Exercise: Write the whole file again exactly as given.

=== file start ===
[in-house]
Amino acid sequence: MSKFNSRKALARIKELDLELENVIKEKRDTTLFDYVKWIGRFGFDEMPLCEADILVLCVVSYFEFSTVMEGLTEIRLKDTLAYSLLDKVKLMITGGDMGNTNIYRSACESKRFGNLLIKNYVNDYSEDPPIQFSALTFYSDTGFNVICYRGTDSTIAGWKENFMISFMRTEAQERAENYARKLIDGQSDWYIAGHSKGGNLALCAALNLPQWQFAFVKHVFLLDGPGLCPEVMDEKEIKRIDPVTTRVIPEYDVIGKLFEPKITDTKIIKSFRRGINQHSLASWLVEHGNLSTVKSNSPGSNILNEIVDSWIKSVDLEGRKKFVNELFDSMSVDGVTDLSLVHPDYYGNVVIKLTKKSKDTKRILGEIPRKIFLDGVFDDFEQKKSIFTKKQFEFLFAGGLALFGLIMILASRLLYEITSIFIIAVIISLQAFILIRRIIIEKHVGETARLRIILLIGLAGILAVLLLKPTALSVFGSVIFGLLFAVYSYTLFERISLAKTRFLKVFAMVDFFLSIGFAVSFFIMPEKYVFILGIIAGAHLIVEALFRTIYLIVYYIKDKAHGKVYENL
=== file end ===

[in-house]
Amino acid sequence: MSKFNSRKALARIKELDLELENVIKEKRDTTLFDYVKWIGRFGFDEMPLCEADILVLCVVSYFEFSTVMEGLTEIRLKDTLAYSLLDKVKLMITGGDMGNTNIYRSACESKRFGNLLIKNYVNDYSEDPPIQFSALTFYSDTGFNVICYRGTDSTIAGWKENFMISFMRTEAQERAENYARKLIDGQSDWYIAGHSKGGNLALCAALNLPQWQFAFVKHVFLLDGPGLCPEVMDEKEIKRIDPVTTRVIPEYDVIGKLFEPKITDTKIIKSFRRGINQHSLASWLVEHGNLSTVKSNSPGSNILNEIVDSWIKSVDLEGRKKFVNELFDSMSVDGVTDLSLVHPDYYGNVVIKLTKKSKDTKRILGEIPRKIFLDGVFDDFEQKKSIFTKKQFEFLFAGGLALFGLIMILASRLLYEITSIFIIAVIISLQAFILIRRIIIEKHVGETARLRIILLIGLAGILAVLLLKPTALSVFGSVIFGLLFAVYSYTLFERISLAKTRFLKVFAMVDFFLSIGFAVSFFIMPEKYVFILGIIAGAHLIVEALFRTIYLIVYYIKDKAHGKVYENL